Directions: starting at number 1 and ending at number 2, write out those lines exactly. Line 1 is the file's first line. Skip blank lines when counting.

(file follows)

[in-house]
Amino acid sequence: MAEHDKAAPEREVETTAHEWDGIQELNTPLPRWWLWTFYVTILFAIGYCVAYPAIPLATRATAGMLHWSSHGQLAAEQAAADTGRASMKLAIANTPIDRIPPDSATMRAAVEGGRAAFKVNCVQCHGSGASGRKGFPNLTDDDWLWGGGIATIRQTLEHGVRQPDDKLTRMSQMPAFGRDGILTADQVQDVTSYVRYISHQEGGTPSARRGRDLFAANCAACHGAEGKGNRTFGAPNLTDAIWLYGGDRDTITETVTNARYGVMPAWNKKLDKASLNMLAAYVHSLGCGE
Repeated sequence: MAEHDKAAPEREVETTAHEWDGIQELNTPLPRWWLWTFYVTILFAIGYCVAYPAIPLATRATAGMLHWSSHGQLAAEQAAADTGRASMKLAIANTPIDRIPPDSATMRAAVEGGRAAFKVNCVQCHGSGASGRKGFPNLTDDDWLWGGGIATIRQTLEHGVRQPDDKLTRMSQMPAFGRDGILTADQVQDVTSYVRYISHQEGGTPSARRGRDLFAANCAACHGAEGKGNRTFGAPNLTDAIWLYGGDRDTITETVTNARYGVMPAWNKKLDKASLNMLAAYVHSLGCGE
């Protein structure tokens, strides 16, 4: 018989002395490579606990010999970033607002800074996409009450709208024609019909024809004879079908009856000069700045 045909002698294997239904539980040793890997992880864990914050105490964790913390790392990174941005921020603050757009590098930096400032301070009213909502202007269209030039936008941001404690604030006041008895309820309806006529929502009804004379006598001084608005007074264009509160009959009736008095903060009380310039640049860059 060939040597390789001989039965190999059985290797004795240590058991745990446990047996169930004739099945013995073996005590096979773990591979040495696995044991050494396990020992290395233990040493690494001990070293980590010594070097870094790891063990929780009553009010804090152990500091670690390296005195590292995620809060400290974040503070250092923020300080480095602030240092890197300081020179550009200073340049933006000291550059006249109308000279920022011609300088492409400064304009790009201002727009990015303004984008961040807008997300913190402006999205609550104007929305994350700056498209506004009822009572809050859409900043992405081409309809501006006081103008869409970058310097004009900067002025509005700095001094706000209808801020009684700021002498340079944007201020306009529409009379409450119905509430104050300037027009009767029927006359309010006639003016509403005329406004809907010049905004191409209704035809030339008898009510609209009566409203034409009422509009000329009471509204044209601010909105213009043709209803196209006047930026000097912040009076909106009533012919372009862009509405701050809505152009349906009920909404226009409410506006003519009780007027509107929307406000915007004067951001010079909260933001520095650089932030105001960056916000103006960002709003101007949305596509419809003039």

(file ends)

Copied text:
[in-house]
Amino acid sequence: MAEHDKAAPEREVETTAHEWDGIQELNTPLPRWWLWTFYVTILFAIGYCVAYPAIPLATRATAGMLHWSSHGQLAAEQAAADTGRASMKLAIANTPIDRIPPDSATMRAAVEGGRAAFKVNCVQCHGSGASGRKGFPNLTDDDWLWGGGIATIRQTLEHGVRQPDDKLTRMSQMPAFGRDGILTADQVQDVTSYVRYISHQEGGTPSARRGRDLFAANCAACHGAEGKGNRTFGAPNLTDAIWLYGGDRDTITETVTNARYGVMPAWNKKLDKASLNMLAAYVHSLGCGE